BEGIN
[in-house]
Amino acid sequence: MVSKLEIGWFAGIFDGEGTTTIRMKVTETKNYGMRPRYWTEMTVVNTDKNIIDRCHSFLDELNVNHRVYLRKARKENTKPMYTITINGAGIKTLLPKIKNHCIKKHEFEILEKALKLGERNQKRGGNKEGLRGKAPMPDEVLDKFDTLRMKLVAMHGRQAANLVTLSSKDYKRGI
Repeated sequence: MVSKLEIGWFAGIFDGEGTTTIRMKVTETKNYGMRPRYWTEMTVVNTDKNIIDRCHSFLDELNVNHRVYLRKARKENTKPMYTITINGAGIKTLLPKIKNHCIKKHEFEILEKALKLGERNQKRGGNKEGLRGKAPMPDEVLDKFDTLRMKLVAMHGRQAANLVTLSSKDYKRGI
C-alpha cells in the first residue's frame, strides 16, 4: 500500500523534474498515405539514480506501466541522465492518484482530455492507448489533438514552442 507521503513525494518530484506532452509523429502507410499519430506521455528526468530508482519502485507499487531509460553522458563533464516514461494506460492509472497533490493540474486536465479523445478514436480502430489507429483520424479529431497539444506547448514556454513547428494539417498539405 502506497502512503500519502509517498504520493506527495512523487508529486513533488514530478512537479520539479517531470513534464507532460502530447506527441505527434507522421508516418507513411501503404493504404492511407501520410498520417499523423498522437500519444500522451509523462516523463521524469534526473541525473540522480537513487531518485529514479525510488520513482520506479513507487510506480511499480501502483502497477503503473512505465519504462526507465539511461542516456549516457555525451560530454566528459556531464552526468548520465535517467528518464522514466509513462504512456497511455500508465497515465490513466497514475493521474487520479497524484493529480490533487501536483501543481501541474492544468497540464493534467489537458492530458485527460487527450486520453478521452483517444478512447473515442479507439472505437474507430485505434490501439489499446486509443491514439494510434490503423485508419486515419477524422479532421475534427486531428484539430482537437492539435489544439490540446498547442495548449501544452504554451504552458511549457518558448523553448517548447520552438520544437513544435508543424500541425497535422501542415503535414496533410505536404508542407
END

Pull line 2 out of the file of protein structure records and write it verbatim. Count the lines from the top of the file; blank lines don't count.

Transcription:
Amino acid sequence: MVSKLEIGWFAGIFDGEGTTTIRMKVTETKNYGMRPRYWTEMTVVNTDKNIIDRCHSFLDELNVNHRVYLRKARKENTKPMYTITINGAGIKTLLPKIKNHCIKKHEFEILEKALKLGERNQKRGGNKEGLRGKAPMPDEVLDKFDTLRMKLVAMHGRQAANLVTLSSKDYKRGI